Sea Worms

Discussion in 'Saltwater' started by BOBLAWLESS, Jul 7, 2005.

  1. Something that is seldom taked about in these pages is the subject of sea worms. I have accidently hit upon them while digging for clams and I wonder if they might not be an important part of our sea run trout's diet.

    I know they are very effective for striped bass and I once caught a 29 pounder fishing them under the Carquinez Narrows Bridge near San Francisco coming home from a steelhead trip that was a bust.

    How to imitate them is anybody's guess. I'm thinking about an articulated leech type thing, tied mainly with chenille or dubbing of some sort. I would think that 6 inches would be the minimum size and a dark, blood red color would work the best.

    If you have never seen one, they look very much like a night crawler with centipede type legs. Anybody out there who has thought about this? Better, has anybody ever tried to imitate one? Even better, has anyone ever caught anything on an imitation?

    Bob, the I would never dare to use a live natural. What if I were caught by somebody on this site? :eek:
  2. Phylum annelida. They have a mean set of jaws! We used to use them for pile perch when I was a kid.
  3. Thanks, Brew.

    I was thinking about eating a few but since I killed this rather large sea snail and I always eat what I kill, I thought that would be enough. Thanks for the report about the jaws. So sushi is definitely out then?

    Bob, the I eat most anything after I wash it. :eek:
  4. Is this the worm you speak of? Nereis Virens, AKA clamworm. Lots of these are used back on Long Island for flounder, weakfish, stripers, etc.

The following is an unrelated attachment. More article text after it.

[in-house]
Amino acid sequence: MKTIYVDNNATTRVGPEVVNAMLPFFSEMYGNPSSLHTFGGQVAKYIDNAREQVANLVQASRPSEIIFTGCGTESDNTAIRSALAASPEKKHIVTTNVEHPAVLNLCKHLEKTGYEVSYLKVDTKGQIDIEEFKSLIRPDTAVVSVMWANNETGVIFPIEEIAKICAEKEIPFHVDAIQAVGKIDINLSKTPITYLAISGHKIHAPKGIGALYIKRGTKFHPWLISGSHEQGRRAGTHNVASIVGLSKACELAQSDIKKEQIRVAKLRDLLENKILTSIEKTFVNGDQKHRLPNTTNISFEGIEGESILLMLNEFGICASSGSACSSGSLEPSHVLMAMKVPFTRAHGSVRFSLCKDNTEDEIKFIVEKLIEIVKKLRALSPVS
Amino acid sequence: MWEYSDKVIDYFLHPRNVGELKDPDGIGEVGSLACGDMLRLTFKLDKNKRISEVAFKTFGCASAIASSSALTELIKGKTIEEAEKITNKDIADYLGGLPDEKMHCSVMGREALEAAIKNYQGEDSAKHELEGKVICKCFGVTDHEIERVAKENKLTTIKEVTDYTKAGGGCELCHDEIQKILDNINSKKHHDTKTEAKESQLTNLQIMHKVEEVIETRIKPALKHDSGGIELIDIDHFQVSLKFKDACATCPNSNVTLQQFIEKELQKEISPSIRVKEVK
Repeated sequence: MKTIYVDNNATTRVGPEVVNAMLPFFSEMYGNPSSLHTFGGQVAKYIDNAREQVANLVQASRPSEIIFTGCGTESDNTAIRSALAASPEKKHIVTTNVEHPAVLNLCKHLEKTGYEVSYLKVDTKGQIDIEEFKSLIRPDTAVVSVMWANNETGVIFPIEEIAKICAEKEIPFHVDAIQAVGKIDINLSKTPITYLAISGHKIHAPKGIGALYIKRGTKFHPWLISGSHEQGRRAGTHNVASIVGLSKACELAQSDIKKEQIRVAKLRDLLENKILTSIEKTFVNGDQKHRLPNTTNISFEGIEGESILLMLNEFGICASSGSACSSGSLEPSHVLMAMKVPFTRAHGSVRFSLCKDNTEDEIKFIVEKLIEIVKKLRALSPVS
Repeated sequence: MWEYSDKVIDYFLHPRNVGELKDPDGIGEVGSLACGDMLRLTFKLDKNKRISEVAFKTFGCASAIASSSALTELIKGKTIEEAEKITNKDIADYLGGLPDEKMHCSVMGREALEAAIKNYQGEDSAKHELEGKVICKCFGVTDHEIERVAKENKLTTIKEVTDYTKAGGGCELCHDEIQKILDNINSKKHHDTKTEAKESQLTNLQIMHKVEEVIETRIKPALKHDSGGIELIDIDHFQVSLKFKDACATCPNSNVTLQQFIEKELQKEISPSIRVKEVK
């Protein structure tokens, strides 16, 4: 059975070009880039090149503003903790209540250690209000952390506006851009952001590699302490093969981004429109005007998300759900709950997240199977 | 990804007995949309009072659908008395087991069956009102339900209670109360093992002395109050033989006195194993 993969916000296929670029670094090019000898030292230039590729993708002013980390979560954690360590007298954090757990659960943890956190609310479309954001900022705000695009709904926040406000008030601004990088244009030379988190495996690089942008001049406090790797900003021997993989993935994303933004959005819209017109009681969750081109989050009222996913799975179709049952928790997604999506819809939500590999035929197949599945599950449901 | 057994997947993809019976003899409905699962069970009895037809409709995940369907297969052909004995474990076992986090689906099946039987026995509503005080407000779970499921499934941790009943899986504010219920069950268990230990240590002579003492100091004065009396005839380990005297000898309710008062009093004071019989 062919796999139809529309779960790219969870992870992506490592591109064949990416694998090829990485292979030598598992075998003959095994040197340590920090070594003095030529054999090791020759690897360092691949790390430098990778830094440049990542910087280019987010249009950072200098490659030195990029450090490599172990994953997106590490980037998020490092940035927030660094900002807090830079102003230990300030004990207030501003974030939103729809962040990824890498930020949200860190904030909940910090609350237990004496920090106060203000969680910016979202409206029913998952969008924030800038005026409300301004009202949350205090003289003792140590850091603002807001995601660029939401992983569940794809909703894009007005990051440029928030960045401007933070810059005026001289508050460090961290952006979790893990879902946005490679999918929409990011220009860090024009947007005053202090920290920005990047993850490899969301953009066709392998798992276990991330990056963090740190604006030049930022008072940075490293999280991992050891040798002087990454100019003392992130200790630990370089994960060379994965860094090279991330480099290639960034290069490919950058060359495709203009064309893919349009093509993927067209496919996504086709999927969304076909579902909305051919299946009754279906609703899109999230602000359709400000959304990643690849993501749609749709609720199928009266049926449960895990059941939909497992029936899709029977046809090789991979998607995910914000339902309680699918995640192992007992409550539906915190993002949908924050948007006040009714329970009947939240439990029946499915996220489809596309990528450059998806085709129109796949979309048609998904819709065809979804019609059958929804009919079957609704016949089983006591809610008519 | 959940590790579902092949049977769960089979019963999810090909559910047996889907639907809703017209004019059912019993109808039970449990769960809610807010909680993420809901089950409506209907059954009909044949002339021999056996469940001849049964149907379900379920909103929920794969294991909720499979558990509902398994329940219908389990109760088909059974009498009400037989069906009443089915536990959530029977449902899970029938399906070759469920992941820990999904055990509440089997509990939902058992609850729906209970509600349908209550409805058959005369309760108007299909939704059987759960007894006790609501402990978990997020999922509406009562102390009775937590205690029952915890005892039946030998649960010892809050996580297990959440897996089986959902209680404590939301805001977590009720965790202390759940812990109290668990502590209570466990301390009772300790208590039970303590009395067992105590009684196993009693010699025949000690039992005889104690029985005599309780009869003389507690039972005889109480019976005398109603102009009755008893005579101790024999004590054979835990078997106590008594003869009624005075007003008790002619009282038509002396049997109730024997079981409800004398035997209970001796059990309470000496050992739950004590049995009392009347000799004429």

MOAL leech pattern would work well...
  5. Late May into June I have had some luck on what I have been told is the clam worm hatch for 2-5 LBS local Coho the past two years in area 11. I used size 8 black buggers to good effect and even had one Coho spit up one of the little ugly chewed up worms into the net. The baby worms that hatch in that time frame seem to be close to the surface maybe a foot or less down which would make them easy targets for the resident Coho in those two months. One of the three times since the sea was calm I even saw them under the boat in small swarms. I used a floating line and unweighted size 8 black bugger about 1 3/4 to 2" long total stripped about med speed and about 20-60 ft from shore to pretty good effect. I have hit the hatch about 3 times in the years of 2003 and 2004 but I did not fish the salt over those two months this year.
    I am not possitive that the worms I have seen were in fact clam worms but was told by a diver one time after I got back to the dock that they were baby clam worms swimming around all over that day. I never did any research into the matter just took it at face value.
    All I know for fact is that there is some type of worm swimming around in Puget Sound around that time of year. That when they are around and swimming even though I mark close to the suface a lot of fish. Bait fish flies catch me not even a bite and the black buggers have saved the day. I have also found black Clouser to work well in those two months of the year but I do not really know what the Coho took it for and I was not really trying to match the hatch so to speak.
  6. I'm surprised Uncle Jimmy hasn't chimed in yet, but his Snot Dart, he told me, was intended to mimic the polychaete worms in the northern Sound. It seems to work most of the year.

  7. I'm not sure we are on the same page. Do these clam worms actually get inside the clam? I have eaten a ton or two of clams in my day and I have never seen a worm. I just dig them up while digging for clams. They are really too big to be involved with clams unless it was a really big horse clam or geoduck.

    Bob, the Wormer :D
  8. Bob-

    Is this the worm to which you refer?


    Or is it the Irridescent Worm, Hemipodus borealis?

  9. Taxon: The sand worm, I think. :beer2:

    Bob, the that other job looks scary. :eek:
  10. Yep, I tied that fly to be a worm, also fish two other larger worm patterns. A big grey green one and a big rusty orange one(really just a 3-4 inch string leach). The snot dart imitates the little yellow one that swims real fast. I have seen the smaller worms swarm near the surface, the bigger sand worms I see swimming from time to time but never in bunches. The worms offer a bunch of interesting fishing opertunities.

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